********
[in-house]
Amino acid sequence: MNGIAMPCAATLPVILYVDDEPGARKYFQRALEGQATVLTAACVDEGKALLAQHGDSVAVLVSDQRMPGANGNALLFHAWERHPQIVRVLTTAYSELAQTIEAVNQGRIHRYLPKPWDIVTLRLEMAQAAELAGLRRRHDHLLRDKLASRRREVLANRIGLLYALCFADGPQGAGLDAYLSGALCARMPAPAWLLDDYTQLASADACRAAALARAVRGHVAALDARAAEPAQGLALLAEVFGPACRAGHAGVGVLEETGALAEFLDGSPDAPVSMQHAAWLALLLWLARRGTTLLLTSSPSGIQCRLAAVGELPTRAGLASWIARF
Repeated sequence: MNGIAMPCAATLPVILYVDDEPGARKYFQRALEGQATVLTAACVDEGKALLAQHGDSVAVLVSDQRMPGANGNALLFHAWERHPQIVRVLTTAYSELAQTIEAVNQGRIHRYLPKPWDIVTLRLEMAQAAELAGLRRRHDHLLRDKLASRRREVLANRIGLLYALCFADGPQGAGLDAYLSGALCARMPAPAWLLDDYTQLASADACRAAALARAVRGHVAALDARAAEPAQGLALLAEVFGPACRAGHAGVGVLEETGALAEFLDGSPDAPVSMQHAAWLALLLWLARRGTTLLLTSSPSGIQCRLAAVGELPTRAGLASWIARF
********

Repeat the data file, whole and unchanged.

[in-house]
Amino acid sequence: MNGIAMPCAATLPVILYVDDEPGARKYFQRALEGQATVLTAACVDEGKALLAQHGDSVAVLVSDQRMPGANGNALLFHAWERHPQIVRVLTTAYSELAQTIEAVNQGRIHRYLPKPWDIVTLRLEMAQAAELAGLRRRHDHLLRDKLASRRREVLANRIGLLYALCFADGPQGAGLDAYLSGALCARMPAPAWLLDDYTQLASADACRAAALARAVRGHVAALDARAAEPAQGLALLAEVFGPACRAGHAGVGVLEETGALAEFLDGSPDAPVSMQHAAWLALLLWLARRGTTLLLTSSPSGIQCRLAAVGELPTRAGLASWIARF
Repeated sequence: MNGIAMPCAATLPVILYVDDEPGARKYFQRALEGQATVLTAACVDEGKALLAQHGDSVAVLVSDQRMPGANGNALLFHAWERHPQIVRVLTTAYSELAQTIEAVNQGRIHRYLPKPWDIVTLRLEMAQAAELAGLRRRHDHLLRDKLASRRREVLANRIGLLYALCFADGPQGAGLDAYLSGALCARMPAPAWLLDDYTQLASADACRAAALARAVRGHVAALDARAAEPAQGLALLAEVFGPACRAGHAGVGVLEETGALAEFLDGSPDAPVSMQHAAWLALLLWLARRGTTLLLTSSPSGIQCRLAAVGELPTRAGLASWIARF